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Abstract: PO1417

Serum Soluble CD206 Complements Urinary Soluble CD163 in Detecting Active ANCA-Associated Glomerulonephritis

Session Information

Category: Glomerular Diseases

  • 1202 Glomerular Diseases: Immunology and Inflammation

Authors

  • Aendekerk, Joop, Department of Nephrology and Clinical Immunology, Maastricht University Medical Center, Maastricht, The Netherlands, Maastricht, Netherlands
  • Jiemy, William Febry, Department of Medical Biology and Pathology, University Medical Center Groningen, Groningen, The Netherlands, Groningen, Netherlands
  • Strating, Inge M., Department of Medical Biology and Pathology, University Medical Center Groningen, Groningen, The Netherlands, Groningen, Netherlands
  • Dekkema, Gerjan J., Department of Medical Biology and Pathology, University Medical Center Groningen, Groningen, The Netherlands, Groningen, Netherlands
  • Sanders, Jan-Stephan, Department of Internal Medicine, Division of Nephrology, University Medical Center Groningen, Groningen, The Netherlands, Groningen, Netherlands
  • Stegeman, Coen A., Department of Internal Medicine, Division of Nephrology, University Medical Center Groningen, Groningen, The Netherlands, Groningen, Netherlands
  • Little, Mark Alan, Trinity Health Kidney Centre, Trinity Translational Medicine Institute, Dublin, Ireland, Dublin, Ireland
  • Heeringa, Peter, Department of Medical Biology and Pathology, University Medical Center Groningen, Groningen, The Netherlands, Groningen, Netherlands
  • van Paassen, Pieter, Department of Nephrology and Clinical Immunology, Maastricht University Medical Center, Maastricht, The Netherlands, Maastricht, Netherlands
Background

Early detection of active glomerulonephritis (GN) in anti-neutrophil cytoplasmic antibody (ANCA)-associated vasculitis (AAV) is crucial to minimize renal damage, but accurate biomarkers are currently lacking. Urinary soluble CD163 (usCD163) has been shown as a potent biomarker for active ANCA GN. However, false negative rates can be as high as 29%. Here, we investigated whether serum soluble CD206 (ssCD206; macrophage mannose receptor), complements usCD163 in the detection of active ANCA GN.

Methods

Three independent cohorts (C1-Maastricht University Medical Center, C2-University Medical Center Groningen & C3-Trinity College Dublin) with available serum, urine, and renal biopsy samples (C1 only) were included. usCD163/creatinine (ng/mmol) and ssCD206 (ng/ml) were assessed by ELISA in urine and serum, respectively. The performance of usCD163 and ssCD206 to detect ANCA GN was assessed using receiver operating characteristics (ROC) curves. Biopsies from ANCA GN patients were immunohistochemically (IHC) stained for CD163 and CD206. Colocalization of CD163 and CD206 was assessed by immunofluorescence (IF).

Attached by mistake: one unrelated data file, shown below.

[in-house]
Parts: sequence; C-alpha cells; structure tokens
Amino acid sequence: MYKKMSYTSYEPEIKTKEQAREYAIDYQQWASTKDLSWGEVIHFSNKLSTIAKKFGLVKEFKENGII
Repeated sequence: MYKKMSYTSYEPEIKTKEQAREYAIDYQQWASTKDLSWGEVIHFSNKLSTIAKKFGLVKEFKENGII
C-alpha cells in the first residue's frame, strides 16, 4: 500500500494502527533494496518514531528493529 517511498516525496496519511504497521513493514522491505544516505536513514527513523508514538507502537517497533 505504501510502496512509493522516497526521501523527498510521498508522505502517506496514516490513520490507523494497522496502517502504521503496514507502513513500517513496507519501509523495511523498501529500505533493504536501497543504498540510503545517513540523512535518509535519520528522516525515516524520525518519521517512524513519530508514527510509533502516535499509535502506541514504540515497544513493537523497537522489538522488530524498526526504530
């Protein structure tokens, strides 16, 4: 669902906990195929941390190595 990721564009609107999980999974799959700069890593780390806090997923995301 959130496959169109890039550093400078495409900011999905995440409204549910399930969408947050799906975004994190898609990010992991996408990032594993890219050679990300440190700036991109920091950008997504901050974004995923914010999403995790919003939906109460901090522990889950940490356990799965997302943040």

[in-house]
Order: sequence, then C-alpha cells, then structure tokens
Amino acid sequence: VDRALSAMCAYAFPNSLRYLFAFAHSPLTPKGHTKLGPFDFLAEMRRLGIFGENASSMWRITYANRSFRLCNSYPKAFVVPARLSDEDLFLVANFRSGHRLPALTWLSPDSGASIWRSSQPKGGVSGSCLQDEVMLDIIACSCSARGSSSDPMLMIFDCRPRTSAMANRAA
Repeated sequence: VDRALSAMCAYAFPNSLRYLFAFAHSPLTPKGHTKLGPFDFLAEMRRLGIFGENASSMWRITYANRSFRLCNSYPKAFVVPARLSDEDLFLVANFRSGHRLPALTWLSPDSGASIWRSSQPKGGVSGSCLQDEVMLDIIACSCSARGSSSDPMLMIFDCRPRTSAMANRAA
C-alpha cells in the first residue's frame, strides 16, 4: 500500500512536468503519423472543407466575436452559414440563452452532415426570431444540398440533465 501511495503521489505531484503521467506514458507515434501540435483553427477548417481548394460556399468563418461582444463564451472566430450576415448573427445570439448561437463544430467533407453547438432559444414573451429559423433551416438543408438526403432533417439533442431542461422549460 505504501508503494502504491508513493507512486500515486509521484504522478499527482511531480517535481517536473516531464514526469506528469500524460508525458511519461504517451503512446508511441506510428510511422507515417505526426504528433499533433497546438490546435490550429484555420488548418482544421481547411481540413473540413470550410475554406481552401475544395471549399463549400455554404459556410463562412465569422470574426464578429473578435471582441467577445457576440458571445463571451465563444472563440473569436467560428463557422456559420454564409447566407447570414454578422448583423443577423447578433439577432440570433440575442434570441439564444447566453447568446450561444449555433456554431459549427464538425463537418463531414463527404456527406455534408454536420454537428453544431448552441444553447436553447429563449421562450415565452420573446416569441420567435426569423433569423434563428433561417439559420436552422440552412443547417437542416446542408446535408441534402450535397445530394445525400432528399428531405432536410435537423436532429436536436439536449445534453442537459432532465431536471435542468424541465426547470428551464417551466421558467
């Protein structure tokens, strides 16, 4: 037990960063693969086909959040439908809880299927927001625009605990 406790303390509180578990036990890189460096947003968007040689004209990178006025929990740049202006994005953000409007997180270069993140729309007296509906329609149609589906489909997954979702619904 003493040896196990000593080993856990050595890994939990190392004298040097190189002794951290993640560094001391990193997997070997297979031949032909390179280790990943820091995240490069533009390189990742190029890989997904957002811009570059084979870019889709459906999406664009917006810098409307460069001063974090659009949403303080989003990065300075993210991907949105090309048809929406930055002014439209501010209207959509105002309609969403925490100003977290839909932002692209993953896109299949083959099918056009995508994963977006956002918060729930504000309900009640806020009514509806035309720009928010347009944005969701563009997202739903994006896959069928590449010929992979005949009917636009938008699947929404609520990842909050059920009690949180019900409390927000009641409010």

Results

Patients (C1/C2/C3) had active ANCA GN (n=42/17/47), active non-renal AAV (n=3/3/12) or were in remission (n=4/8/38). Healthy controls (HCs; n=6/34/0) were included. usCD163 was significantly higher in active ANCA GN compared to active non-renal AAV and remission in all cohorts, and healthy control urine in C1 (Kruskal-Wallis, P<0.001). ssCD206 was significantly higher in active ANCA GN compared to HCs in cohorts C1 & C2 (Kruskal-Wallis, P≤0.01). usCD163 had a specificity of 100% in all cohorts, whereas sensitivity was 71 (C1), 88% (C2) and 64% (C3). The addition of ssCD206 increased the sensitivity to detect active ANCA GN in all cohorts to 83% (C1), 100% (C2) and 81% (C3). IHC revealed CD163+ and CD206+ cells in the kidneys of active ANCA GN patients (n=8). IF showed glomerular presence of CD163+CD206- cells, whereas CD163+CD206+ and CD163-CD206+ cells were mainly found in the tubulointerstitium.

Conclusion

ssCD206 complements usCD163 and reduces false negative rates in the detection of active ANCA GN. Histological assessment revealed distinct glomerular and tubulointerstitial populations of CD163+ and CD206+ cells.